Nibelungenlied: a few changes sneaked in over the centuries.
Sequels to Ten Battles.  We hope it’s not premature, but we’re looking into possible follow-ups to Ten Battles, assuming it does as well as we think it will.  We’d like to look more into the achievements of Heraclius in promoting individual sovereignty and widespread capital ownership, and also the slow (some might even say agonizingly so) development of the natural law ideas behind Catholic social teaching.  That sounds dull until you realize we’re talking about the transformation of the Roman Empire and its institutions as a result of the barbarian non-invasions in late antiquity, and the development of key political and religious ideas (that lacked only sound economic ideas) that culminated in the philosophy of Aquinas.  A key incident, the fall of the Burgundian kingdom in the fifth century, was the seed from which the medieval epic, the Nibelungenlied (“The Song of the Nibelungs”), and Wagner’s “Ring Cycle” grew — a fascinating story in itself.  (One oddity: in the Nibelungenlied, Attila the Hun turns from “the Scourge of God” into a kindly and generous king who has the name “Etzel,” a corruption of the name of Flavius Aëtius, the Roman general who opposed Attila!)
A powerful tool being misused.
Taxation as Financing?  A bad idea that is getting worse is the insistence of lowering taxes on the rich to enable them to finance (and own) new capital formation to create jobs for others.  This is expected to de-fund social programs.  A better idea would be to limit the tax system to raising the money to run government, and use the Federal Reserve to create money for private sector development that can be widely owned instead of financing government.  That will not only provide sufficient money for all sound economic growth and finance expanded ownership, it will lessen the demand on government for social programs and — eventually — lower taxes naturally instead of as a political ploy.
Frightening Fed Fiasco.  So distant has the Federal Reserve become from its original mission of providing adequate liquidity for private sector economic growth that some banks are simply opting out of the system.  The regulatory burden is too much, and there are few benefits.  Shifting back to the original mission of the Federal Reserve would go a long way to solving this problem, but if it continues, there are going to be other, more serious problems developing.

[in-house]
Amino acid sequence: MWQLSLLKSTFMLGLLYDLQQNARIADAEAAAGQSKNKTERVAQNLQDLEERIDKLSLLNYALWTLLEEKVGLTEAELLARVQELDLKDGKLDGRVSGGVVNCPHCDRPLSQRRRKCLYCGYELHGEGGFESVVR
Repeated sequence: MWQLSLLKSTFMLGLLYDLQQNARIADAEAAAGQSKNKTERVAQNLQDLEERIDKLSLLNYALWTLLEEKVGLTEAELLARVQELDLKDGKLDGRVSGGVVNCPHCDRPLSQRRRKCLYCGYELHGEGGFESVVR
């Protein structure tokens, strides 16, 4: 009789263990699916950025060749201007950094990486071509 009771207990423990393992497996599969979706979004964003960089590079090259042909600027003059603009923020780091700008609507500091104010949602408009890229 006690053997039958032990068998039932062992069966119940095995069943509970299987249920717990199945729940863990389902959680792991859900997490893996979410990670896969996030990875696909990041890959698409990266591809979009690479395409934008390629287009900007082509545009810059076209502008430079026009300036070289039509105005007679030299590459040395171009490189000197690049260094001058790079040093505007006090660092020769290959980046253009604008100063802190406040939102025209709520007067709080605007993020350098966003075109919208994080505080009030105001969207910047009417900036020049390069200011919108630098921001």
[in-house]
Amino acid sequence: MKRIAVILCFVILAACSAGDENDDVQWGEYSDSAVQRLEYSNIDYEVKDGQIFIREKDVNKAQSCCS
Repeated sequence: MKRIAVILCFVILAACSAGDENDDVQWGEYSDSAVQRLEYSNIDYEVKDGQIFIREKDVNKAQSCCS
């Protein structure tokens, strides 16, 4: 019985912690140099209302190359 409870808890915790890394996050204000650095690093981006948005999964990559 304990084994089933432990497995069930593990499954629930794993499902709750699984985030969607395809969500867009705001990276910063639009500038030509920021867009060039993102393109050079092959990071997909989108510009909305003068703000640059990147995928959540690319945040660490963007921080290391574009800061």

Just Third Way Hour.  Michael D. Greaney, CESJ’s Director of Research, taped an episode of CESJ’s podcast the Just Third Way Hour this week with host Bryan Vosper.  It’s not up yet, but the first three podcasts can be heard by going to the CESJ “Podcast Page.”
Relax.  We want your money, not your blood.
Shop online and support CESJ’s work! Did you know that by making your purchases through the Amazon Smile program, Amazon will make a contribution to CESJ? Here’s how: First, go to https://smile.amazon.com/.  Next, sign in to your Amazon account.  (If you don’t have an account with Amazon, you can create one by clicking on the tiny little link below the “Sign in using our secure server” button.)  Once you have signed into your account, you need to select CESJ as your charity — and you have to be careful to do it exactly this way: in the space provided for “Or select your own charitable organization” type “Center for Economic and Social Justice Arlington.”  If you type anything else, you will either get no results or more than you want to sift through.  Once you’ve typed (or copied and pasted) “Center for Economic and Social Justice Arlington” into the space provided, hit “Select” — and you will be taken to the Amazon shopping site, all ready to go.
Blog Readership.  We have had visitors from 39 different countries and 44 states and provinces in the United States and Canada to this blog over the past week. Most visitors are from the United States, Switzerland, India, Canada, and the United Kingdom.  The most popular postings this past week in descending order were “Reinventing Religion,” “The First Step,” “‘Doing’ Social Justice,” “Foundation of Confusion,” and “Thomas Hobbes on Private Property.”
Those are the happenings for this week, at least those that we know about.  If you have an accomplishment that you think should be listed, send us a note about it at mgreaney [at] cesj [dot] org, and we’ll see that it gets into the next “issue.”  If you have a short (250-400 word) comment on a specific posting, please enter your comments in the blog — do not send them to us to post for you.  All comments are moderated, so we’ll see it before it goes up.
#30#